Tuesday, 19 February 2008

Velvet Underground>I'm Set Free

The Velvet Underground are one of those bands that have a very distinctive sound - even if you've never heard the song before you know it's them almost immediately. Personally I prefer their more mellow songs (although they do some cracking upbeat ones, too) and the album The Velvet Underground (1969) has plenty of them - 'Pale Blue Eyes', 'Jesus' and 'I'm Set Free'.

'I'm Set Free' is a very good song. It's probably about drugs as are so many of The Velvet's songs ('Heroin' in my opinion is the best song about drugs ever written). However, like 'Jesus' there is plenty of spirituality about this song. Who for example is the 'prince of stories'? And there's biblical imagery throughout.

So why did it make my Lent playlist? Well, traditionally Lent is associated with the rigours of fasting and discipline. These things whilst associated with keeping particular rules are endured to bring freedom for the soul. In my own experience freedom rarely comes without a cost. And if we can only perservere through the pain barrier there is a prize worth it all at the end.


Cosmo said...

I couldn't help diverting from your post to listen to the Velvet Underground song 'Jesus.'

Could there be a more explicit prayer chorus sung by a non-Christian(??) band?

So here's a theological question. You don't write words such as in that song, plus put a tune to them and go to the trouble of recording it without there being some level of senserity there. The artist obviously believes that grace is available in Jesus, so did he receive it regardless of whether he would then go on to refer to himself as "Christian"?

And what of those listening along when it was first released? I can picture a group of people sitting around having a mellow moment (sharing a spliff). What happened spiritualy for them as they sung along?

Sorry this isn't directly linked to your post, but it sparked a thought.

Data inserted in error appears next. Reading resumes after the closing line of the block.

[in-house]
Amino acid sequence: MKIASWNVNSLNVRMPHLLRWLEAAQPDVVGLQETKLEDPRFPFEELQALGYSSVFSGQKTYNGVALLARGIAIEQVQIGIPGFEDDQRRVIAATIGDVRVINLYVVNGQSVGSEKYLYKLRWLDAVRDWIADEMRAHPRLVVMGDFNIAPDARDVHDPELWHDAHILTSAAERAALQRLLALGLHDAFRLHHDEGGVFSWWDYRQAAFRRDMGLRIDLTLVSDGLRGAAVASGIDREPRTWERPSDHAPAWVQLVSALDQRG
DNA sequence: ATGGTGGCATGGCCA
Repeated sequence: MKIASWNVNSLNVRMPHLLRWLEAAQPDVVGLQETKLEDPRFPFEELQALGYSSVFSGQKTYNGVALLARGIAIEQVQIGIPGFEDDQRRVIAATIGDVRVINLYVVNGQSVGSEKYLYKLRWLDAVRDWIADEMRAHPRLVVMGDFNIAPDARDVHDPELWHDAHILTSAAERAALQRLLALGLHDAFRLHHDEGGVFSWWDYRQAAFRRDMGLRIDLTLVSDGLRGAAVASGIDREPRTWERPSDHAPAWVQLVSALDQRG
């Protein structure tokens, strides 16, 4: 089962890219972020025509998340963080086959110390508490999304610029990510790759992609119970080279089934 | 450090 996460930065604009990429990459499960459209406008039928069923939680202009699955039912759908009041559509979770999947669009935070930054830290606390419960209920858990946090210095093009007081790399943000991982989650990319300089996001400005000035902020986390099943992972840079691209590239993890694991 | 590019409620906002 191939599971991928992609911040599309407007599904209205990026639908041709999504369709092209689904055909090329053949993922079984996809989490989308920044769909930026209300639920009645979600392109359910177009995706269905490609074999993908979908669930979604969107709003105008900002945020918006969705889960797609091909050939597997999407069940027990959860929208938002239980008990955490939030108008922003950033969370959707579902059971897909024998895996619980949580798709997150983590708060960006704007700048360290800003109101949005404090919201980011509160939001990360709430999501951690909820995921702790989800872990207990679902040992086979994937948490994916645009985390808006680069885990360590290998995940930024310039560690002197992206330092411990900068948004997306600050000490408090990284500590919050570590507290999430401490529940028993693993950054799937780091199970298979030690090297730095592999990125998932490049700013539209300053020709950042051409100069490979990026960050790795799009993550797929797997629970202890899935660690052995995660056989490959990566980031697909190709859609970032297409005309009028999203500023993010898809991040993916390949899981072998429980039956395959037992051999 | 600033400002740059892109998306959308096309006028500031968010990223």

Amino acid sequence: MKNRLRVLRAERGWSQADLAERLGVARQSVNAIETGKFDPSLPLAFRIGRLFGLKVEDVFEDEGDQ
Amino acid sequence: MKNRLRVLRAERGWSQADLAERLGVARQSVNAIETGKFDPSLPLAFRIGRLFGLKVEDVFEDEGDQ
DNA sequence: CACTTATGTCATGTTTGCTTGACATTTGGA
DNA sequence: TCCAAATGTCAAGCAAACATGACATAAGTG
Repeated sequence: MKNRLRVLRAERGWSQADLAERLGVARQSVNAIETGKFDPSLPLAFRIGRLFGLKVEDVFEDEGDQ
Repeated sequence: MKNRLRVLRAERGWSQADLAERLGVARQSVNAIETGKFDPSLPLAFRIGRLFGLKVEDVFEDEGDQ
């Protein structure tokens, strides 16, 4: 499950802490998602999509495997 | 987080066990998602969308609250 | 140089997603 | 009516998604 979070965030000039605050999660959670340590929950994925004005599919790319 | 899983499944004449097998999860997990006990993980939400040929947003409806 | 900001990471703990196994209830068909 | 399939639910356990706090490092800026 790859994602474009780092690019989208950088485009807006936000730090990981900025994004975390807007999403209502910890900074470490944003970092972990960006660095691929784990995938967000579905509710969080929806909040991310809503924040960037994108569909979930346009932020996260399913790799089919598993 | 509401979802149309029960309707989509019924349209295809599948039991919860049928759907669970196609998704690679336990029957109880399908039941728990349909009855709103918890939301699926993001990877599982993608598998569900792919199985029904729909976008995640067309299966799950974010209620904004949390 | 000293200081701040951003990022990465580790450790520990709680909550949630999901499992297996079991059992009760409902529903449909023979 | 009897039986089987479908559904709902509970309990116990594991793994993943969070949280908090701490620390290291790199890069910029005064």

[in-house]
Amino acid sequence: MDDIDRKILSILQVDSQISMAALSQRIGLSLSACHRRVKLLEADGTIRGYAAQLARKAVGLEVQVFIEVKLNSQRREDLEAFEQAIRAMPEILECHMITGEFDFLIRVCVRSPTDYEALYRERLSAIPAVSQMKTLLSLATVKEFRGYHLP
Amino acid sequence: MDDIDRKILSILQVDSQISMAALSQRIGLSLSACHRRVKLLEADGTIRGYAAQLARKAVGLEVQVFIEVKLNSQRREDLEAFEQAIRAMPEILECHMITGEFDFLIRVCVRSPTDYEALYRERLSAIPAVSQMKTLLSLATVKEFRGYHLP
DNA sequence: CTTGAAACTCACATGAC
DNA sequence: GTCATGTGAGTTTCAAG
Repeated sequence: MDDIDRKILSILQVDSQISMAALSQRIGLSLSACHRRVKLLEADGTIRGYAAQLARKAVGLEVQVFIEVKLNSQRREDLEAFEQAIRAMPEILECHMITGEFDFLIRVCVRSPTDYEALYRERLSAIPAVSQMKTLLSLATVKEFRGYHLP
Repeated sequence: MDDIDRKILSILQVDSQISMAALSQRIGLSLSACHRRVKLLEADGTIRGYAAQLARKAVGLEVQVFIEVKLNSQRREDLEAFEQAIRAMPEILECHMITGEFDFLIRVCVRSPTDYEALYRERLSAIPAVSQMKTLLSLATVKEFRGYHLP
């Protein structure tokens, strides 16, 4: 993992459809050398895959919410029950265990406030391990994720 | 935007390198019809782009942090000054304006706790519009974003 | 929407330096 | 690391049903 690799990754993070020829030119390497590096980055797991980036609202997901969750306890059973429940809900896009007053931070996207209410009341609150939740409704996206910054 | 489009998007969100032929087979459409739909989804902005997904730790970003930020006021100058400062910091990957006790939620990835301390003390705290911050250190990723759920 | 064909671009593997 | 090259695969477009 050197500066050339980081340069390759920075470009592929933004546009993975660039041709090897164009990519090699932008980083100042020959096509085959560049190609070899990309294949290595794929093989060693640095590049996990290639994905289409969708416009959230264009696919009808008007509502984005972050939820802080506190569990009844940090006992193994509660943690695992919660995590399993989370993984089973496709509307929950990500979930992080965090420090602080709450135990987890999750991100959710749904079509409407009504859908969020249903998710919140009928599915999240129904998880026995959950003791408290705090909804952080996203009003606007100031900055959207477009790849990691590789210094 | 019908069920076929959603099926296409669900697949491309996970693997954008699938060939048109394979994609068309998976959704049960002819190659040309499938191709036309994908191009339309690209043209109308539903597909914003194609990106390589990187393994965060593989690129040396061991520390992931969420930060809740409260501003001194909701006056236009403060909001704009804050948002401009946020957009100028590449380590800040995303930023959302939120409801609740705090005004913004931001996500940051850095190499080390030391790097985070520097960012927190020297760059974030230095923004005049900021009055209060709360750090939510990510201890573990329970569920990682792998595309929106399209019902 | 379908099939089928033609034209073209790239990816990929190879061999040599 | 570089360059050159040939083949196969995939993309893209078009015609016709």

Nick Coke said...

Ah - you raise a very interesting point (and pre-empted a future blog)! Well, many Velvet Underground fans would claim it was ironic - that it was some kind of parody, mocking Christianity. This of course would provide an answer, too, for conservative Christians who wouldn't be able to reconcile the band's lifestyle with a song such as this. I prefer to think that 'Jesus' is a genuine cry for help - that Lou Reed and co might just have realised that their lifestyle wasn't honouring to themselves, society or God and although they weren't about to start attending church they were making an honest cry to God. But the realisation of the implications of carrying on as they were are there in the lyrics - 'I'm fallng out of grace'. Presumably, though, just knowing you're sinner is not enough - you must repent, too. And I'm not sure they were signing up for that.

And what of the listeners? I suspect that back in 1968, there were still close ties between rock 'n' roll, soul, blues and gospel and lyrics like these still had some resonance with the general public. I guess it ultimately depends on what you're open to. For me it's a beautiful worship song - for others it's something else - but it's an amazingly evangelistic song none the less and biblically speaking God uses people to preach the gospel who aren't card-carrying Christians.

Glad you liked it...